Happy New Year! Remember… Nothing is Impossible

Most would agree that the New Year is the best time to sell salads and gym memberships and that by late January, most promises made over champagne in the early hours of January first are slowly chipped away to leave nothing but memories of what we hoped would be.

Like you, I have read many of those tips through the years like: write it down, tell a friend, find little ways to make yourself accountable, etc. But, when it comes down to it, it really isn’t a complicated formula.

In my house, we have a little way of reasoning which has often made my children wish that I had laryngitis. When a teenager enters the room with an excuse as to why they forgot their homework and couldn’t turn it in, or an elementary school aged child tries to explain how they didn’t have time to clean their room…. The response goes a little like this: “If the house was on fire and you had to clean the room before you could leave it to save yourself from burning… you’d have gotten it done.” Or, “if I had left a $100 bill on the table next to your homework and told you that you could only have it if your homework assignment was turned in to your English teacher on time; you would have turned it in.”

Needless to say my children cringe and wish I lived on a remote deserted island when I use this line of reasoning. But, I don’t feel too badly because I often use it on myself as well.

So, as we all ring in the New Year together this year, I won’t bother you with lists of ways to keep yourself on track or bore you motivational speeches on the merits of keeping your word to yourself because you are worth it. You know all of that already. You know the whys and how’s. As my son, R, says so often: “Nothing is impossible”.

What I’d like to do instead is share a few of the things I will be doing in 2015. Not things I hope to do, want to do or will try to do. Instead, things I will do. The biggest decision has been made already: These ARE things I find worth the sacrifice to make happen. So, they will happen.

1. Become fluent in a another language and attain a basic conversational level in 1 more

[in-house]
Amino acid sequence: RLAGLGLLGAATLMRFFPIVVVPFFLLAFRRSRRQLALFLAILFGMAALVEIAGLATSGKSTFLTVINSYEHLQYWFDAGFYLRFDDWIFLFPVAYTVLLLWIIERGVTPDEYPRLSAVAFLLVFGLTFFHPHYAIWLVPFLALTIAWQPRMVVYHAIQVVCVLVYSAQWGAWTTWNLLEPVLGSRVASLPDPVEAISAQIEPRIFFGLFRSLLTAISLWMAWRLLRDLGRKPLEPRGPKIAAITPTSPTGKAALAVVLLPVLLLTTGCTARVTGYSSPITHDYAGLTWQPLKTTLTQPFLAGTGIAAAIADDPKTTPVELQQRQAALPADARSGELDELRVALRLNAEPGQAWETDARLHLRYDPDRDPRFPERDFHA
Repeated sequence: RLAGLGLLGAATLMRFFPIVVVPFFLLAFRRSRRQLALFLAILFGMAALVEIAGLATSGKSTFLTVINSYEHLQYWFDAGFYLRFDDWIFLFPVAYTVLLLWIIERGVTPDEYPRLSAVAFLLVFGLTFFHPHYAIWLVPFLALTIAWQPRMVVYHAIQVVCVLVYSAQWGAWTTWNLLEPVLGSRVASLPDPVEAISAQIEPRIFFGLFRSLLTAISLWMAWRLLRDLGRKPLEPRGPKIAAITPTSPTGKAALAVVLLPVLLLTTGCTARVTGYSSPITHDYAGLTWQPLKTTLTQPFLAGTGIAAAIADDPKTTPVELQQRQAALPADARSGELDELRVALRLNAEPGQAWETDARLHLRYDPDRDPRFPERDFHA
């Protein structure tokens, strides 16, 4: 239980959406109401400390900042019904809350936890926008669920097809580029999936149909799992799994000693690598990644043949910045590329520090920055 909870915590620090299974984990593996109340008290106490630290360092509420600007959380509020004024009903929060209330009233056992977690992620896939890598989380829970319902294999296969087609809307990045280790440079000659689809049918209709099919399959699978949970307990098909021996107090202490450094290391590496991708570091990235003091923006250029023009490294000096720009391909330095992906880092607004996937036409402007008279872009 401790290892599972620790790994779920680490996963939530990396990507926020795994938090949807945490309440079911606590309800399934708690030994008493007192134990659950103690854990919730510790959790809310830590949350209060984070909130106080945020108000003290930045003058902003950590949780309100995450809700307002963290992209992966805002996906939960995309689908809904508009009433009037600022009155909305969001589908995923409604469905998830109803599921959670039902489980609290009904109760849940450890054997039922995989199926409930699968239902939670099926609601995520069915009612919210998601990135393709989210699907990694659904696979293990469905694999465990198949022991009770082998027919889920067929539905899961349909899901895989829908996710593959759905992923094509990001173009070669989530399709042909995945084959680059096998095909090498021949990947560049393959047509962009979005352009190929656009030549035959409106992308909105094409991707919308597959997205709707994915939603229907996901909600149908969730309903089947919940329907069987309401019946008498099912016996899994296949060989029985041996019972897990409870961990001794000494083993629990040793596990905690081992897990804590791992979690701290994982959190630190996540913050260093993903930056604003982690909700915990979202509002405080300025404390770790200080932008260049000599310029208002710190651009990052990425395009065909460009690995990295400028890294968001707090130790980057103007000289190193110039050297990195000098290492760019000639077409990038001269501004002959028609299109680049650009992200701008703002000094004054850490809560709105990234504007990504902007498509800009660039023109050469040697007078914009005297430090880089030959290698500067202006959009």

2. Unveil our exciting new project in late Spring 2015
3. Add a new cooperative to our Mama Afrika family
4. Choose healthy ingredients, amazing friends and always, always… choose joy, hope and love.

I’m excited to hear what great and exciting goals you have set for yourself this next year. I’d love to hear what places you are doing to visit, what ways you will walk out of this New Year better, healthier, more successful and more well-traveled than you are entered it.

Share. Then, we can meet throughout the year for you to tell me how much fun it is along the way!
I wish you all the happiest, healthiest and most prosperous New Year that you have ever had. And yet, I hope it is only the beginning of a bunch of even better years to come.

Blessings,
Mama

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Bloom Where You Are Planted

“Bloom where you are planted.” –Bishop of Geneva, Saint Francis de Sales (1567-1622)

When I first read this quote, I had no idea that it was initially written by St. Francis de Sales.  In fact, it was a regular old day in the Paris metro, when I saw a sticker placed on the dreary grey walls of the underground tunnel leading from one metro station to the other.  It first caught my eye because it was written in English and was printed in cheerful, bright colors.  For some reason it has stuck with me all these years.

When thinking about what to write for today’s blog post, my mind kept coming back to all of those men and women who are living difficult lives and yet smiling through it.  We all know them, be they a grandmother, neighbor or friend.  We meet them on the street or in the market and we already know their circumstances: difficulty finding a job, family member battling a tough disease, suffering depression or just struggling daily to make ends meet because they make very little at the only job they could secure for themselves.  But somehow, they manage to smile when they greet us; they ask us how we are doing and seem genuinely concerned.  They are the kind of people who do what they can with what they have.   Then, instead of complaining about the missing parts, they look for solid solutions and opportunities to improve their lot.